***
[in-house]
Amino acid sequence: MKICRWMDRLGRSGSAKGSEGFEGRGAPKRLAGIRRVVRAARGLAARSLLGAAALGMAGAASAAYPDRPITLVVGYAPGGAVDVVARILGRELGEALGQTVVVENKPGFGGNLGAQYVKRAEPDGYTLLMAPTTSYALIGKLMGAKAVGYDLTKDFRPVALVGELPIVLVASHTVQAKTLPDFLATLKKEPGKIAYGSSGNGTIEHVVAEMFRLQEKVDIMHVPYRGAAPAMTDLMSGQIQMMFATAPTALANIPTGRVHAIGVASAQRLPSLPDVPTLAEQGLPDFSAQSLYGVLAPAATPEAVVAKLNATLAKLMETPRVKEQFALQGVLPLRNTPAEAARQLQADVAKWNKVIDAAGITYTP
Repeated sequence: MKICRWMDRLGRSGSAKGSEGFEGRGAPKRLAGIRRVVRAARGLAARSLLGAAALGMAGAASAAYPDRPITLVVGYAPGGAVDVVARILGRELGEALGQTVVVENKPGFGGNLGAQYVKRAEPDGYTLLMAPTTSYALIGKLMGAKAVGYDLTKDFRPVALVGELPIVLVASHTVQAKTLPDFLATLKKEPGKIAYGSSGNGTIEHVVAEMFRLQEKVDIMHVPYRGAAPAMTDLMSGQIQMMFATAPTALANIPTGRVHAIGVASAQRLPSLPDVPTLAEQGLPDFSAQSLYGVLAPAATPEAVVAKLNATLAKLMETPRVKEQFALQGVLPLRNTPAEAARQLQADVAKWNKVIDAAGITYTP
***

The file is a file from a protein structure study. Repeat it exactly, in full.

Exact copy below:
[in-house]
Amino acid sequence: MKICRWMDRLGRSGSAKGSEGFEGRGAPKRLAGIRRVVRAARGLAARSLLGAAALGMAGAASAAYPDRPITLVVGYAPGGAVDVVARILGRELGEALGQTVVVENKPGFGGNLGAQYVKRAEPDGYTLLMAPTTSYALIGKLMGAKAVGYDLTKDFRPVALVGELPIVLVASHTVQAKTLPDFLATLKKEPGKIAYGSSGNGTIEHVVAEMFRLQEKVDIMHVPYRGAAPAMTDLMSGQIQMMFATAPTALANIPTGRVHAIGVASAQRLPSLPDVPTLAEQGLPDFSAQSLYGVLAPAATPEAVVAKLNATLAKLMETPRVKEQFALQGVLPLRNTPAEAARQLQADVAKWNKVIDAAGITYTP
Repeated sequence: MKICRWMDRLGRSGSAKGSEGFEGRGAPKRLAGIRRVVRAARGLAARSLLGAAALGMAGAASAAYPDRPITLVVGYAPGGAVDVVARILGRELGEALGQTVVVENKPGFGGNLGAQYVKRAEPDGYTLLMAPTTSYALIGKLMGAKAVGYDLTKDFRPVALVGELPIVLVASHTVQAKTLPDFLATLKKEPGKIAYGSSGNGTIEHVVAEMFRLQEKVDIMHVPYRGAAPAMTDLMSGQIQMMFATAPTALANIPTGRVHAIGVASAQRLPSLPDVPTLAEQGLPDFSAQSLYGVLAPAATPEAVVAKLNATLAKLMETPRVKEQFALQGVLPLRNTPAEAARQLQADVAKWNKVIDAAGITYTP